Predicting Churn Early On to Improve Customer Retention
Customer churn operates as a hidden adversary. While complete elimination may be a lofty goal, even a modest reduction can significantly bolster your bottom line.
The key lies in the ability to identify at-risk accounts as early as possible. To achieve this, you’ll need a structured process and a predictive tool for churn analysis.
In this article, we’ll discuss what to look for when predicting customer churn, outline the methods for doing so effectively, and provide guidance on how to respond when you identify at-risk accounts.
A quick customer churn recap
Customer churn, also known as customer attrition, is the rate at which your company loses customers. Some amount of churn is inevitable, but sudden and unexpected spikes in customer attrition can severely impact your bottom line. High churn results in a lost revenue source and the need to increase investment in acquiring new customers.
You need to know how to calculate churn rate to predict and account for it. Luckily, it’s a simple equation:
Your customer churn rate is the number of customers who left your business over a given period divided by the number of customers you had at the beginning of that period, multiplied by 100.
You also need to know the most common reasons for customer churn. There are several culprits, including:
- Poor product-market fit – your product doesn’t solve a pain point for customers and they aren’t satisfied with it.
- A bad onboarding – if customers don’t get help setting up a tool, they may struggle to see a return on their investment.
- Poor customer service – just one instance of bad customer service can be enough to send customers into the hands of competitors.
- A bad sales process or marketing strategy – targeting the wrong prospects can result in poor product-market fit.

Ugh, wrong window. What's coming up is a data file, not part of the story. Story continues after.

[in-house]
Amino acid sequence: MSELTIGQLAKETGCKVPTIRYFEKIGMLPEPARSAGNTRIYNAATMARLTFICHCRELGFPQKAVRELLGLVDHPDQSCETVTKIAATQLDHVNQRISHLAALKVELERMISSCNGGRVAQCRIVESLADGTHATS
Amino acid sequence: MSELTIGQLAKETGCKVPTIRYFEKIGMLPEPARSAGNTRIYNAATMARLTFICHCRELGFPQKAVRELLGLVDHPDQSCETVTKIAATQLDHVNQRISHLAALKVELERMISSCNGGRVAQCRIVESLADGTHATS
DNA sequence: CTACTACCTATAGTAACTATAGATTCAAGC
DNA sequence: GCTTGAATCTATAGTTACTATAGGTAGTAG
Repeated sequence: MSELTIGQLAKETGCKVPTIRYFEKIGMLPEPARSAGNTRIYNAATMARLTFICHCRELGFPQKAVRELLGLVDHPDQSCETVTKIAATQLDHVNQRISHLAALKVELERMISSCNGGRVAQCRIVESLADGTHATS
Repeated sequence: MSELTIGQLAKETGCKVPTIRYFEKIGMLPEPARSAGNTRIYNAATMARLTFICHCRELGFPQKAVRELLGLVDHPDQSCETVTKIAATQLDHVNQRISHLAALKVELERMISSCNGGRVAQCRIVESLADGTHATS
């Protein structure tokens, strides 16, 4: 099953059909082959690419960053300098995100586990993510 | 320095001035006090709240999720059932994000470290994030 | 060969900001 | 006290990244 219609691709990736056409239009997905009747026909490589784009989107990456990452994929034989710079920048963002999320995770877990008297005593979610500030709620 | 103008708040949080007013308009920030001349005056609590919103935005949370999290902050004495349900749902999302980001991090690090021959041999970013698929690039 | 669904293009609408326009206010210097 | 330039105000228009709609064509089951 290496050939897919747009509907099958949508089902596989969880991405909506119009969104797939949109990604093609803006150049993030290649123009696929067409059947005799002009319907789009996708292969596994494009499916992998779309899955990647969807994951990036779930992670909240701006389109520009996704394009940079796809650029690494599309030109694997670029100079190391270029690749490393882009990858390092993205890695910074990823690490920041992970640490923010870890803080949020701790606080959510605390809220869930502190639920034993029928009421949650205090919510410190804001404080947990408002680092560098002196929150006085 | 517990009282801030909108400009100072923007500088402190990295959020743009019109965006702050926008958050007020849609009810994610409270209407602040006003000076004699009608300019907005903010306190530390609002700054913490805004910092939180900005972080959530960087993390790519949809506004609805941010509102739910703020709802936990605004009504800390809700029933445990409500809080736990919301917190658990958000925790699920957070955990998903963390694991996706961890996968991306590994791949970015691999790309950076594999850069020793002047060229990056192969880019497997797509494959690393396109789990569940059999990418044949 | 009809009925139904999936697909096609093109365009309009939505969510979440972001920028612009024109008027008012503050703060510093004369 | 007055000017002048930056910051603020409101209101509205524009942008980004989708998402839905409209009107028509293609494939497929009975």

- Perceived low ROI – customers may cancel if they don’t think their results warrant the investment.
Why is predicting customer churn so important?
Predicting customer churn is crucial for businesses because it allows them to take proactive measures to retain their customer base and improve their bottom line.
As discussed above, churn can have a big impact on business since it results in lost revenue and increased costs to acquire a new customer. Just take a look at the example below to see how big an impact churn rates can have.
Take two companies, A and B. If both companies acquire new customers at a rate of 15% per month, but company A has a 5% churn rate and company B has a 10% churn rate. In just two years, Company A will outgrow company B by over 500%.
By honing in on specific customers that are at risk of churning, you can take steps to prevent them from leaving. This will typically take the form of retention strategies like discounts or loyalty rewards.
Churn prediction also lets executives analyze the health of their company’s sales and customer success processes. High churn rates can signify a problem with sales or onboarding strategies, but they can also indicate broader issues with your product or service. It’s only by predicting and analyzing churn that you can take steps to fix these issues.
How to predict customer churn?
There are several ways to predict customer churn ranging from customer surveys to behavioral analysis and predictive analytics.
While the first two certainly have their place, we believe artificial intelligence algorithms should be the first port of call for any company serious about predicting customer churn. That’s because predictive analytics makes predictions based on a range of data sources and a combination of historical customer data and real-time customer data.